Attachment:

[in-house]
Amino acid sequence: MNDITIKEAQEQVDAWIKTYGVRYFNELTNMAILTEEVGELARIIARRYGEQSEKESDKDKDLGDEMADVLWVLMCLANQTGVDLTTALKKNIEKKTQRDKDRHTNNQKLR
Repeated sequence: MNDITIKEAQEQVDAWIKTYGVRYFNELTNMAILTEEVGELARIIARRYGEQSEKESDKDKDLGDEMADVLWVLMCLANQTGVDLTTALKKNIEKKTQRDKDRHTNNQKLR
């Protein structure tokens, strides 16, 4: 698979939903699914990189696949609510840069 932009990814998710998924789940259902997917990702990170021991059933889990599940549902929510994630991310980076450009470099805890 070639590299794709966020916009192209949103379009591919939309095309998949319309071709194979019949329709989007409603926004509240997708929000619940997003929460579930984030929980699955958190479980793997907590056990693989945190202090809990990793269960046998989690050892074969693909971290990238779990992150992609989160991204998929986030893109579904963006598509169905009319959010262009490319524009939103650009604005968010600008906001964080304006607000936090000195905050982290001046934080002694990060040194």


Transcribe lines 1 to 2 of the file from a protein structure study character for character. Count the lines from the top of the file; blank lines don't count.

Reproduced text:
[in-house]
Amino acid sequence: MNDITIKEAQEQVDAWIKTYGVRYFNELTNMAILTEEVGELARIIARRYGEQSEKESDKDKDLGDEMADVLWVLMCLANQTGVDLTTALKKNIEKKTQRDKDRHTNNQKLR